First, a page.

By Anna Rahman
I hope Lena Dunham views this as the compliment it’s meant to be: I’d like to appoint her the unofficial spokesperson for cognitive aging.
What’s my rationale for bestowing this “honor” on the 28-year-old creator and star of the HBO hit series Girls? The lady’s newfound commitment to regular exercise and highly lauded, if somewhat racy, way with words. In April she posted an Instagram photo of herself in yoga togs along with a caption noting that regular exercise is now helping her control her moods. “I know it's mad annoying when people tell you to exercise,” she wrote, “and it took me about 16 medicated years to listen. I'm glad I did. It ain't about the ass, it's about the brain.”
Spot on, Ms. Dunham, for that sassy message is wholly in keeping with advice given by Institute of Medicine (IOM) in its recent report “Cognitive Aging: Progress in Understanding and Opportunities for Action."
Cognitive Aging Is a Normal Process
The IOM report comes at a time of rapid demographic change, as an estimated 10,000 baby boomers turn 65 each day. As the years add on, interest in staying mentally sharp grows, if only out of fear of the alternative. Among adults age 50-plus, fear of dementia, say gerontologists, trumps most other aging-relating concerns, including fear of cancer and fear of death.
The IOM report helps allay those fears. Written by a committee of the nation’s leading authorities in cognitive health, the report normalizes cognitive aging as a “process that occurs in every individual, beginning at birth and continuing throughout the life span.” For doubters, it adds—in no uncertain terms—that “cognitive aging is not a disease.”
Like other parts of our body, the report explains, our brains develop and change over time. As we mature, we often lose some cognitive function—in processing speed, decision-making, and some types of memory, including “working” or short-term memory—but develop new strengths: wisdom and expertise. Put it together and what it means is this: your forgetting one of the items you meant to buy at the grocery store is likely not an indictor of imminent dementia. It just means you should have made a list. (Gradual changes in cognition are normal, according to the IOM report; steep declines warrant assessment.)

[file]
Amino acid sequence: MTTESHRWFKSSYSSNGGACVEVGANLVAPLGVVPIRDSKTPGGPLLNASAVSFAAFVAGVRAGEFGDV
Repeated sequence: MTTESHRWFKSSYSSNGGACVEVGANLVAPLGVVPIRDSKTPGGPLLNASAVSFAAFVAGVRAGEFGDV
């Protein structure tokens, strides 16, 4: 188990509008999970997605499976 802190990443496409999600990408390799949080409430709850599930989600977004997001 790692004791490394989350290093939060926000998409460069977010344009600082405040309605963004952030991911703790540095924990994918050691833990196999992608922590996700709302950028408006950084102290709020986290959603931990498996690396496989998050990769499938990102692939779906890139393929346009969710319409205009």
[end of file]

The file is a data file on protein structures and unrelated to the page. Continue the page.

Experts Weigh in on Computer Brain Games
So how do you maintain cognitive health? Ironically, the best strategy is kind of counterintuitive. You might think—as lots of folks do—that regular workouts with computer brain games will keep your mind in shape. After all, the developers’ marketing materials promise as much. These claims, however, are so wildly overstated that in October, 75 highly regarded psychologists from leading universities across the globe publicly chastised brain game vendors for misleading consumers. In an open letter published on the website of the Stanford Center for Longevity, the psychologists laid it out: “No studies have demonstrated that playing brain games cures or prevents Alzheimer’s disease or other forms of dementia.” Further, they wrote, “We object to the claim that brain games offer consumers a scientifically grounded avenue to reduce or reverse cognitive decline when there is no compelling scientific evidence to date that they do.”
Exercise Your Brain with Physical Activity
So if memory games and puzzles don’t work, what does? The answer is as simple as it is surprising. According to the IOM report, and indeed most experts on aging, the number one way to stay mentally fit is to stay physically active. Ms. Dunham is right: Exercise is about the brain. As a general rule, more is better than a little. The U.S. Centers for Disease Control recommends 150 minutes a week of moderate to intense aerobic activity, or about 30 minutes a day on five days a week. That said, some is better than none. So set aside your electronic devices and take a brisk walk, go for a swim, break out your bike, or dance to the radio. Simply by increasing blood flow to the brain, physical activity--of all kinds—helps maintain optimal cognitive function—at all ages.
Anna Rahman, Ph.D., is a research consultant with the Davis School of Gerontology at the University of Southern California.
Image via Flickr user David Shankbone
PLoS has also had 2 important recent articles relevant to this article: a meta-analysis of brain games (incl. what aspects work and which don't) and a randomized controlled trial looking at the dose response of cognitive benefits of aerobic exercise (75, 150 and 225 min/wk):
I am a 68 year old African American career female. At the beginning of the year, I weighed in at 172 lbs. I enjoyed brain games and considered myself intelligent. When I began having medical problems and was told by my physician that I really needed to lose weight. I prayed about the decision I was about to make and began a serious life changing eating habit that has seen me lost 32 lbs (so far) and a mental alertness I have not had in years. Your article is so true and thank you for submitting it.